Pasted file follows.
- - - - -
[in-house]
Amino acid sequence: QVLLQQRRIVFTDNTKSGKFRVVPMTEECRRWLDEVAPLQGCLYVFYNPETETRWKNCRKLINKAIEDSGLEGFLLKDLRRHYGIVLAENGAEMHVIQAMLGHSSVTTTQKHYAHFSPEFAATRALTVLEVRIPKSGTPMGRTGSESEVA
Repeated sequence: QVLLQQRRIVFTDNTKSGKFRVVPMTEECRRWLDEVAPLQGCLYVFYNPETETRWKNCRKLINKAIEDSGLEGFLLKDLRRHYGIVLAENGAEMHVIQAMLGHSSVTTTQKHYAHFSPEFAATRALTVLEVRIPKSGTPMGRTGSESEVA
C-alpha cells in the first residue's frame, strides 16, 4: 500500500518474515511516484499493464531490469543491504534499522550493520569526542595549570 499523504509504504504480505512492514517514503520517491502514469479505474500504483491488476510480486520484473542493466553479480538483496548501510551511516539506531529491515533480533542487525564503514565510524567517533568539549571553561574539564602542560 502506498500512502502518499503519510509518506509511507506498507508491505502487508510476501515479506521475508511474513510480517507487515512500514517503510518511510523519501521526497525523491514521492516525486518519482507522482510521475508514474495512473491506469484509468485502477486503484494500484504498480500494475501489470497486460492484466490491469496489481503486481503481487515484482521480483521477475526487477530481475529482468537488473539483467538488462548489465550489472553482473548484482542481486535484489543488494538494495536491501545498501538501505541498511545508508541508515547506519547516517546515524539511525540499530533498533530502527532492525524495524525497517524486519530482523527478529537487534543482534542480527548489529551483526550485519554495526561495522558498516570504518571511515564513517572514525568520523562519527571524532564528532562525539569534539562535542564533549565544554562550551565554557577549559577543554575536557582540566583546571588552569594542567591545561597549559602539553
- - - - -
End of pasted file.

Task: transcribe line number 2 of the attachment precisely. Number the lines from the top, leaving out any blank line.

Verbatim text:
Amino acid sequence: QVLLQQRRIVFTDNTKSGKFRVVPMTEECRRWLDEVAPLQGCLYVFYNPETETRWKNCRKLINKAIEDSGLEGFLLKDLRRHYGIVLAENGAEMHVIQAMLGHSSVTTTQKHYAHFSPEFAATRALTVLEVRIPKSGTPMGRTGSESEVA